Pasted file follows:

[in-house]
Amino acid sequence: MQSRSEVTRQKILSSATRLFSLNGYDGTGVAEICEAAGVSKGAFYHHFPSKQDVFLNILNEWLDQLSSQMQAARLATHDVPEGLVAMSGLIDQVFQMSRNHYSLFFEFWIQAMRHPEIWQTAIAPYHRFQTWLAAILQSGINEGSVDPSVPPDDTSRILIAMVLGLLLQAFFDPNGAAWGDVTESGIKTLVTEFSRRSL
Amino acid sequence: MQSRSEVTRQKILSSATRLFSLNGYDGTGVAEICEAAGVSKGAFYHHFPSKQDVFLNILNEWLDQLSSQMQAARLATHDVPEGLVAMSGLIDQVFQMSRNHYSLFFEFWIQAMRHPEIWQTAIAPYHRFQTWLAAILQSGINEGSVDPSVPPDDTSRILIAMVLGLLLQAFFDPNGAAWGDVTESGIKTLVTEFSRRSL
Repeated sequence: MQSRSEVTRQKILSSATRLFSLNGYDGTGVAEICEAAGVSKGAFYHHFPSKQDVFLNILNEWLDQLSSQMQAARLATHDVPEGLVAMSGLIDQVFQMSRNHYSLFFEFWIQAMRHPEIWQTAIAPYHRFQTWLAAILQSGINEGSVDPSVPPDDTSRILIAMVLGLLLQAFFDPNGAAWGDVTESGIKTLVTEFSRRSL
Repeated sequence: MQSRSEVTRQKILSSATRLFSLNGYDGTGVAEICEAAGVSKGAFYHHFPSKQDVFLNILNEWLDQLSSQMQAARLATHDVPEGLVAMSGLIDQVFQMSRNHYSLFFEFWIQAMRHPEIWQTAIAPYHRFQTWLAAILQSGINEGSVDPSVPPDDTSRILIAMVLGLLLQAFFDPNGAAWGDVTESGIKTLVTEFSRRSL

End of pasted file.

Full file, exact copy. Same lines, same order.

[in-house]
Amino acid sequence: MQSRSEVTRQKILSSATRLFSLNGYDGTGVAEICEAAGVSKGAFYHHFPSKQDVFLNILNEWLDQLSSQMQAARLATHDVPEGLVAMSGLIDQVFQMSRNHYSLFFEFWIQAMRHPEIWQTAIAPYHRFQTWLAAILQSGINEGSVDPSVPPDDTSRILIAMVLGLLLQAFFDPNGAAWGDVTESGIKTLVTEFSRRSL
Amino acid sequence: MQSRSEVTRQKILSSATRLFSLNGYDGTGVAEICEAAGVSKGAFYHHFPSKQDVFLNILNEWLDQLSSQMQAARLATHDVPEGLVAMSGLIDQVFQMSRNHYSLFFEFWIQAMRHPEIWQTAIAPYHRFQTWLAAILQSGINEGSVDPSVPPDDTSRILIAMVLGLLLQAFFDPNGAAWGDVTESGIKTLVTEFSRRSL
Repeated sequence: MQSRSEVTRQKILSSATRLFSLNGYDGTGVAEICEAAGVSKGAFYHHFPSKQDVFLNILNEWLDQLSSQMQAARLATHDVPEGLVAMSGLIDQVFQMSRNHYSLFFEFWIQAMRHPEIWQTAIAPYHRFQTWLAAILQSGINEGSVDPSVPPDDTSRILIAMVLGLLLQAFFDPNGAAWGDVTESGIKTLVTEFSRRSL
Repeated sequence: MQSRSEVTRQKILSSATRLFSLNGYDGTGVAEICEAAGVSKGAFYHHFPSKQDVFLNILNEWLDQLSSQMQAARLATHDVPEGLVAMSGLIDQVFQMSRNHYSLFFEFWIQAMRHPEIWQTAIAPYHRFQTWLAAILQSGINEGSVDPSVPPDDTSRILIAMVLGLLLQAFFDPNGAAWGDVTESGIKTLVTEFSRRSL